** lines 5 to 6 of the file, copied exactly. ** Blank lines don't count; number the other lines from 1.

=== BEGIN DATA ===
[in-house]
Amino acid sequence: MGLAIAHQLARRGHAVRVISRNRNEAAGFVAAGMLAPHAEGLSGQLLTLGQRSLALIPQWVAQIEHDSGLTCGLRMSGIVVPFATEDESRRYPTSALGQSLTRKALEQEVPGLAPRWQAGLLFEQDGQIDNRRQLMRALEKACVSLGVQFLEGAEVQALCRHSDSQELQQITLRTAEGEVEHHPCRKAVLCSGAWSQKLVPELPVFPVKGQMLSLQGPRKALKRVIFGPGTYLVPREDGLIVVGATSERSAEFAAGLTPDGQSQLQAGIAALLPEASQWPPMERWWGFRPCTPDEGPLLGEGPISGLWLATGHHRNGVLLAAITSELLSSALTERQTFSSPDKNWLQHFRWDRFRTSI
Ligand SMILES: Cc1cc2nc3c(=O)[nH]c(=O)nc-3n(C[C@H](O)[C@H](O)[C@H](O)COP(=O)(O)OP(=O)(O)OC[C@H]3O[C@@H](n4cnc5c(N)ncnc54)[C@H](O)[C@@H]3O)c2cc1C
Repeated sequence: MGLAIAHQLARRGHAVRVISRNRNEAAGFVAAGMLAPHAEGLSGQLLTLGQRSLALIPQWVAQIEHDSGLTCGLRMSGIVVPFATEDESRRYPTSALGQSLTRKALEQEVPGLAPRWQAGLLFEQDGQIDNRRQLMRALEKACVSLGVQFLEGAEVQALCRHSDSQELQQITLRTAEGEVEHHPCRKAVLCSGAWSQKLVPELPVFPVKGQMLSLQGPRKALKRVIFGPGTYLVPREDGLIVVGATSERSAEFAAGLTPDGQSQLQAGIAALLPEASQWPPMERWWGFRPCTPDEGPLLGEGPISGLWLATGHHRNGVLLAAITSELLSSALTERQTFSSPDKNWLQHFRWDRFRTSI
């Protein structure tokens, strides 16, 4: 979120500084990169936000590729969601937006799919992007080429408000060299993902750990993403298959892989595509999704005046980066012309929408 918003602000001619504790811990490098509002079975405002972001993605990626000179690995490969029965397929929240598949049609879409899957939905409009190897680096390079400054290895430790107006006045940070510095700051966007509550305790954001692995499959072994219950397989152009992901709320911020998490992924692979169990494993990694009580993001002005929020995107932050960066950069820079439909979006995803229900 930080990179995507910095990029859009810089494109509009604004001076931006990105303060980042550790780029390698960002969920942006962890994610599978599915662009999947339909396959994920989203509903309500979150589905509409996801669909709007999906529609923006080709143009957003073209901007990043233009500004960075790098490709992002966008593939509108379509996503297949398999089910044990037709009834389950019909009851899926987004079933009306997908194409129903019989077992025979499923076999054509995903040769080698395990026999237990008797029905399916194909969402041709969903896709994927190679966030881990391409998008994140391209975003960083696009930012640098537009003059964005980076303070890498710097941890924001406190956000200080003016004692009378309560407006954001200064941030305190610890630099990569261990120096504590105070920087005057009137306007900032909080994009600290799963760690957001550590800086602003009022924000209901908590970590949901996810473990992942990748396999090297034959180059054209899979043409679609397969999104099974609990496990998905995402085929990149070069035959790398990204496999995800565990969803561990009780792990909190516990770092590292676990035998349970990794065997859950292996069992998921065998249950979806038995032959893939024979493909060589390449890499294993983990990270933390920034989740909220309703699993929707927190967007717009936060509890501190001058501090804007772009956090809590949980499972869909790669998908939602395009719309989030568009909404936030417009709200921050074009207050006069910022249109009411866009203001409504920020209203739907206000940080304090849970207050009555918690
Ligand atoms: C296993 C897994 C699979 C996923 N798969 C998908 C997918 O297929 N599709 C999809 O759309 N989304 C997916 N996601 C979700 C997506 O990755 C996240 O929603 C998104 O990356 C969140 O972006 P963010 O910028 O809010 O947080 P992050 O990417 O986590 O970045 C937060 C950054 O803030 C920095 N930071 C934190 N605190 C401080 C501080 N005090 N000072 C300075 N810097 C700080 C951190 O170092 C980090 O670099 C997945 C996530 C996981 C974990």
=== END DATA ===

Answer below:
């Protein structure tokens, strides 16, 4: 979120500084990169936000590729969601937006799919992007080429408000060299993902750990993403298959892989595509999704005046980066012309929408 918003602000001619504790811990490098509002079975405002972001993605990626000179690995490969029965397929929240598949049609879409899957939905409009190897680096390079400054290895430790107006006045940070510095700051966007509550305790954001692995499959072994219950397989152009992901709320911020998490992924692979169990494993990694009580993001002005929020995107932050960066950069820079439909979006995803229900 930080990179995507910095990029859009810089494109509009604004001076931006990105303060980042550790780029390698960002969920942006962890994610599978599915662009999947339909396959994920989203509903309500979150589905509409996801669909709007999906529609923006080709143009957003073209901007990043233009500004960075790098490709992002966008593939509108379509996503297949398999089910044990037709009834389950019909009851899926987004079933009306997908194409129903019989077992025979499923076999054509995903040769080698395990026999237990008797029905399916194909969402041709969903896709994927190679966030881990391409998008994140391209975003960083696009930012640098537009003059964005980076303070890498710097941890924001406190956000200080003016004692009378309560407006954001200064941030305190610890630099990569261990120096504590105070920087005057009137306007900032909080994009600290799963760690957001550590800086602003009022924000209901908590970590949901996810473990992942990748396999090297034959180059054209899979043409679609397969999104099974609990496990998905995402085929990149070069035959790398990204496999995800565990969803561990009780792990909190516990770092590292676990035998349970990794065997859950292996069992998921065998249950979806038995032959893939024979493909060589390449890499294993983990990270933390920034989740909220309703699993929707927190967007717009936060509890501190001058501090804007772009956090809590949980499972869909790669998908939602395009719309989030568009909404936030417009709200921050074009207050006069910022249109009411866009203001409504920020209203739907206000940080304090849970207050009555918690
Ligand atoms: C296993 C897994 C699979 C996923 N798969 C998908 C997918 O297929 N599709 C999809 O759309 N989304 C997916 N996601 C979700 C997506 O990755 C996240 O929603 C998104 O990356 C969140 O972006 P963010 O910028 O809010 O947080 P992050 O990417 O986590 O970045 C937060 C950054 O803030 C920095 N930071 C934190 N605190 C401080 C501080 N005090 N000072 C300075 N810097 C700080 C951190 O170092 C980090 O670099 C997945 C996530 C996981 C974990």